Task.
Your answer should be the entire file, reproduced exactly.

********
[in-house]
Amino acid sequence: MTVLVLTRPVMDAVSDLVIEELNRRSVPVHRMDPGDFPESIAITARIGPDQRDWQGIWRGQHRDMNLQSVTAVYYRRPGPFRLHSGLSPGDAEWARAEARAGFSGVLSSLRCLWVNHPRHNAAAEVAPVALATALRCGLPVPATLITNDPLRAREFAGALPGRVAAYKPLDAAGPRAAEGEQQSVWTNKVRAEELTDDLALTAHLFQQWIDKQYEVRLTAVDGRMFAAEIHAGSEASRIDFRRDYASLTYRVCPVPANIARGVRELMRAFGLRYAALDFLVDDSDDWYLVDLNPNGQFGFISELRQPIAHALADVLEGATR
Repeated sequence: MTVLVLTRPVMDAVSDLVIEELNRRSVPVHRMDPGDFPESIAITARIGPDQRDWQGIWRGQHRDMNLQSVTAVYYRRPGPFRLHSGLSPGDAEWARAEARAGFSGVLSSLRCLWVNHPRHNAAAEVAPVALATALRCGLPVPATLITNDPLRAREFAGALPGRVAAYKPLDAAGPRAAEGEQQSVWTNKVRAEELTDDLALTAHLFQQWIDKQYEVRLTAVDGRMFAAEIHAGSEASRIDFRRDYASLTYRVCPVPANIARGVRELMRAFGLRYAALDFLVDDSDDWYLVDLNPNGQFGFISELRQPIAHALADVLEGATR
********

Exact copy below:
[in-house]
Amino acid sequence: MTVLVLTRPVMDAVSDLVIEELNRRSVPVHRMDPGDFPESIAITARIGPDQRDWQGIWRGQHRDMNLQSVTAVYYRRPGPFRLHSGLSPGDAEWARAEARAGFSGVLSSLRCLWVNHPRHNAAAEVAPVALATALRCGLPVPATLITNDPLRAREFAGALPGRVAAYKPLDAAGPRAAEGEQQSVWTNKVRAEELTDDLALTAHLFQQWIDKQYEVRLTAVDGRMFAAEIHAGSEASRIDFRRDYASLTYRVCPVPANIARGVRELMRAFGLRYAALDFLVDDSDDWYLVDLNPNGQFGFISELRQPIAHALADVLEGATR
Repeated sequence: MTVLVLTRPVMDAVSDLVIEELNRRSVPVHRMDPGDFPESIAITARIGPDQRDWQGIWRGQHRDMNLQSVTAVYYRRPGPFRLHSGLSPGDAEWARAEARAGFSGVLSSLRCLWVNHPRHNAAAEVAPVALATALRCGLPVPATLITNDPLRAREFAGALPGRVAAYKPLDAAGPRAAEGEQQSVWTNKVRAEELTDDLALTAHLFQQWIDKQYEVRLTAVDGRMFAAEIHAGSEASRIDFRRDYASLTYRVCPVPANIARGVRELMRAFGLRYAALDFLVDDSDDWYLVDLNPNGQFGFISELRQPIAHALADVLEGATR